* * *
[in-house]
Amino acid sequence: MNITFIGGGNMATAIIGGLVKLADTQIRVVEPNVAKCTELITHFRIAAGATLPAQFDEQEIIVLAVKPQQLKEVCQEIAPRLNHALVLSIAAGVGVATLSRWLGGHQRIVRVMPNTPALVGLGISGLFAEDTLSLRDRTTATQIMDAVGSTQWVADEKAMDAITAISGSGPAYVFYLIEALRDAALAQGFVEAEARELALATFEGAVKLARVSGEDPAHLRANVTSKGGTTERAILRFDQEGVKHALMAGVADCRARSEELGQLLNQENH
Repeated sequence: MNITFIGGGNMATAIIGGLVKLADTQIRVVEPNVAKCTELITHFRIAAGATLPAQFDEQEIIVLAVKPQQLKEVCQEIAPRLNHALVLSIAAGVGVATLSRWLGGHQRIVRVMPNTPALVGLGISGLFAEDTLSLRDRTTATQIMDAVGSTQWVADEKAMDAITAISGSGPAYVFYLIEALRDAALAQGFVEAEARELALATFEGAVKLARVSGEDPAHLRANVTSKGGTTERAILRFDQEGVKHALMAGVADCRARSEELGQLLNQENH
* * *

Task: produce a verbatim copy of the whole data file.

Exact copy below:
[in-house]
Amino acid sequence: MNITFIGGGNMATAIIGGLVKLADTQIRVVEPNVAKCTELITHFRIAAGATLPAQFDEQEIIVLAVKPQQLKEVCQEIAPRLNHALVLSIAAGVGVATLSRWLGGHQRIVRVMPNTPALVGLGISGLFAEDTLSLRDRTTATQIMDAVGSTQWVADEKAMDAITAISGSGPAYVFYLIEALRDAALAQGFVEAEARELALATFEGAVKLARVSGEDPAHLRANVTSKGGTTERAILRFDQEGVKHALMAGVADCRARSEELGQLLNQENH
Repeated sequence: MNITFIGGGNMATAIIGGLVKLADTQIRVVEPNVAKCTELITHFRIAAGATLPAQFDEQEIIVLAVKPQQLKEVCQEIAPRLNHALVLSIAAGVGVATLSRWLGGHQRIVRVMPNTPALVGLGISGLFAEDTLSLRDRTTATQIMDAVGSTQWVADEKAMDAITAISGSGPAYVFYLIEALRDAALAQGFVEAEARELALATFEGAVKLARVSGEDPAHLRANVTSKGGTTERAILRFDQEGVKHALMAGVADCRARSEELGQLLNQENH